THE controversial vaccine Dengvaxia, manufactured by French pharmaceutical giant Sanofi Pasteur, could not be used to deal with the dengue outbreak, Health Assistant Secretary Abdullah Dumama Jr. said Thursday.
He told reporters the vaccine could not be administered to patients while they are suffering from the dengue fever and could have “a heightened risk of contracting severe dengue” when given to individuals who were not previously infected with the mosquito-borne disease.
DOH officials will meet this month to discuss whether it will reconsider the motion for reevaluation filed by the vaccine manufacturer, he said.
“During the outbreak, you cannot introduce the vaccine to patients while they are suffering from dengue. Dengvaxia is effective, according to their claim, if you suffered from it already,” Dumama said.
If the request for re-evaluation is approved, Dumama said that the Food and Drugs Administration would be the one to undertake it.
He said the result might take time because re-evaluation will not be done in haste.
“The Sanofi should be certified as a manufacturer with Certification of Product Registration (CPR) from the FDA,” Dumama said.
The health official added that the vaccine would undergo a series of researches by experts before the re-issuance of the CPR, which was revoked in 2017, at the height of the Dengvaxia scare.
The DOH declared a National Dengue Epidemic Aug. 6, in the wake of the increasing reported cases of dengue in the country. The agency recorded 146,062 dengue cases from January 1 to July nationwide with 622 deaths.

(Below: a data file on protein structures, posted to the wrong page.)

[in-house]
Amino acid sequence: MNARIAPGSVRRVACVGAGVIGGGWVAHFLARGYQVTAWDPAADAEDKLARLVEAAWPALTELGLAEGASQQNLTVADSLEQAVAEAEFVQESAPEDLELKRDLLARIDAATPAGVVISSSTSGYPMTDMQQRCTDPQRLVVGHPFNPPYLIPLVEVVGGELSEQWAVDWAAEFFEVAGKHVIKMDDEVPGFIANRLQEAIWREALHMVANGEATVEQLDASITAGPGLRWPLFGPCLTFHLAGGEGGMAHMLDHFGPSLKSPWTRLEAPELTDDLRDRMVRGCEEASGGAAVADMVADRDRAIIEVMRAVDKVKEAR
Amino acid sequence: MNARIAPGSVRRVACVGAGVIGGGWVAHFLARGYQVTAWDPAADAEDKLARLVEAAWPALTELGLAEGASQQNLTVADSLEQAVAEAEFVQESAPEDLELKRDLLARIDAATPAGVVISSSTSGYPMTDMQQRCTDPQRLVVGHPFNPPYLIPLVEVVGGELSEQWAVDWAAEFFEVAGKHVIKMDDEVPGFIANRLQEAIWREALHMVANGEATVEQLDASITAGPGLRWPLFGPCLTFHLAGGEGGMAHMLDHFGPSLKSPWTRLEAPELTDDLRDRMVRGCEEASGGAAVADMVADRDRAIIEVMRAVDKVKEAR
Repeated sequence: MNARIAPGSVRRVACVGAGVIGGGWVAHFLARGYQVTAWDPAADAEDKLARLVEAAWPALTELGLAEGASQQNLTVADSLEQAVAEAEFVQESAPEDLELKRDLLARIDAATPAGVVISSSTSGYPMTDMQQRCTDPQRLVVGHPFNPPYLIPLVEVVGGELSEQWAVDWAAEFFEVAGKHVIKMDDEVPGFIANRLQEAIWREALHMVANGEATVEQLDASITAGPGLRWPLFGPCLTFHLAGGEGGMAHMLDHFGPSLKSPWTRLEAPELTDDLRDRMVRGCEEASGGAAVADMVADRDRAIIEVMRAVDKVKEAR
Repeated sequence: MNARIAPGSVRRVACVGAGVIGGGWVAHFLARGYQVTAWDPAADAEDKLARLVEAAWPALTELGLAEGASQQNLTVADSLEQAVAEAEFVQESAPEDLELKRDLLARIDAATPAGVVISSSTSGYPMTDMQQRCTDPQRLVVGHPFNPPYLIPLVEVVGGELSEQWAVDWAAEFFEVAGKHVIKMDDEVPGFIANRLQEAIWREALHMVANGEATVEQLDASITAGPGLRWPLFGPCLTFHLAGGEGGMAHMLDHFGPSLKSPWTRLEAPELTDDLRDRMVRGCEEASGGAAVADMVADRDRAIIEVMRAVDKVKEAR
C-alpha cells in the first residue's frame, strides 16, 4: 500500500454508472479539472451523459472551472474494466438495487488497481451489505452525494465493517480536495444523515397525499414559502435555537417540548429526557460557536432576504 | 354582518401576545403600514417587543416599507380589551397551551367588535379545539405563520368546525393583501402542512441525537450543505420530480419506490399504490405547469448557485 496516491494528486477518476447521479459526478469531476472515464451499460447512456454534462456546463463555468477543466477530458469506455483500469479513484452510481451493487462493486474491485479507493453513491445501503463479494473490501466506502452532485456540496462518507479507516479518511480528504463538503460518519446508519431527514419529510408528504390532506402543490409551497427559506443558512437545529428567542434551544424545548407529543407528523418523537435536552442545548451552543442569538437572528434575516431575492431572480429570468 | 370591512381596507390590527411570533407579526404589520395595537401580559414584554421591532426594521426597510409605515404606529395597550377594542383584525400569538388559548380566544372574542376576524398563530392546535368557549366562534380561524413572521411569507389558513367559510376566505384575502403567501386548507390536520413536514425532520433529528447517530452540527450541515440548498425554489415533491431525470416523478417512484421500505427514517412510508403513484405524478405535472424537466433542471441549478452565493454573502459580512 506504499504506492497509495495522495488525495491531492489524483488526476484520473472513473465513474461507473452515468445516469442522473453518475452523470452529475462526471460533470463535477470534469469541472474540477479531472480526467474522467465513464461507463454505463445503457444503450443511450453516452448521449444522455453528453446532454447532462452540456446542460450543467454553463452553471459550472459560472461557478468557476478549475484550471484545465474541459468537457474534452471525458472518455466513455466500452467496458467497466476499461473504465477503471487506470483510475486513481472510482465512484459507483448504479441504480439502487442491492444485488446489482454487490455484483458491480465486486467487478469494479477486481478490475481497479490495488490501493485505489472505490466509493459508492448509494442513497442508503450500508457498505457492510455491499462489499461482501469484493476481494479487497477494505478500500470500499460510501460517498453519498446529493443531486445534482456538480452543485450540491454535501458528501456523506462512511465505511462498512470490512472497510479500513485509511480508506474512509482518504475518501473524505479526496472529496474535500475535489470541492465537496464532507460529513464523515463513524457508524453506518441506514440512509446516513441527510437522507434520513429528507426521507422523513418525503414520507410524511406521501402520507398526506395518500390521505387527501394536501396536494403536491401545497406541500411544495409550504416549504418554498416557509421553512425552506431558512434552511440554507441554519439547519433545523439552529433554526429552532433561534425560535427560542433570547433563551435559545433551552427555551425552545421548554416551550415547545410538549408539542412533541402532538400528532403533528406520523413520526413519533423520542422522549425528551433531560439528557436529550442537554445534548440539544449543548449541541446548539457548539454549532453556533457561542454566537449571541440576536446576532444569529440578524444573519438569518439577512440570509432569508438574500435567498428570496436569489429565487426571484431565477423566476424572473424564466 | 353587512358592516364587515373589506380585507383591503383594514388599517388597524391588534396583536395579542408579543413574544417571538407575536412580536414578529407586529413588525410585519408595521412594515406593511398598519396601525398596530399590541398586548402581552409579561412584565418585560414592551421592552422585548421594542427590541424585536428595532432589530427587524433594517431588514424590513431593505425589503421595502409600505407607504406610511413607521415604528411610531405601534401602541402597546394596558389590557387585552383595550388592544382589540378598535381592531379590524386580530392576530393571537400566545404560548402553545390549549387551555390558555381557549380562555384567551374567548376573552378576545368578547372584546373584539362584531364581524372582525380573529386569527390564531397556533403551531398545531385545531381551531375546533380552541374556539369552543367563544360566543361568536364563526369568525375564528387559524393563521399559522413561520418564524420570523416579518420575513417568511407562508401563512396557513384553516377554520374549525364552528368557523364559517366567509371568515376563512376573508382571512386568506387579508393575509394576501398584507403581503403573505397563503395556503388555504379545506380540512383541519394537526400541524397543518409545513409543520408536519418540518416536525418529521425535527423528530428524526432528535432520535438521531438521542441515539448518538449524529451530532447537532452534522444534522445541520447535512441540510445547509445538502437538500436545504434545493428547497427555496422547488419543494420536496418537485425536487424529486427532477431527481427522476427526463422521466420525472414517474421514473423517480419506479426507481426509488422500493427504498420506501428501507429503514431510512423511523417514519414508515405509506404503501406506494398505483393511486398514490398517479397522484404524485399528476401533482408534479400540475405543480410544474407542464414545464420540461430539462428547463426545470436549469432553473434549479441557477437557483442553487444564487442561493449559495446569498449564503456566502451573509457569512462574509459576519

A briefer from DOH-11 said the department received a preliminary briefing on updated information on the dengue vaccine from the manufacturer, Sanofi Pasteur, on Nov. 29, 2017.
It said the vaccine has “shown consistent and sustained benefit for those who were previously infected with the dengue virus” and can give the patient immunity from severe illness for at least 30 months.
“In the longer term, severe cases may occur following a subsequent dengue infection among those who were not previously infected,” it said.
It added that the DOH has already put on hold the dengue vaccination program while review is being undertaken by experts, key stakeholders and the World Health Organization (WHO).
It said dengue fever and dengue hemorrhagic fever are acute viral infections that affect infants, young children and adults.
According to WHO, the Dengvaxia was the first dengue vaccine, which was first registered in Mexico in December 2015.
It added that the vaccine “is a live recombinant tetravalent dengue vaccine that has been evaluated as a 3-dose series on a 0/6/12 month schedule in Phase III clinical studies. It has been registered for use in individuals 9-45 years of age living in endemic areas.” (Antonio Colina IV, Mindanews)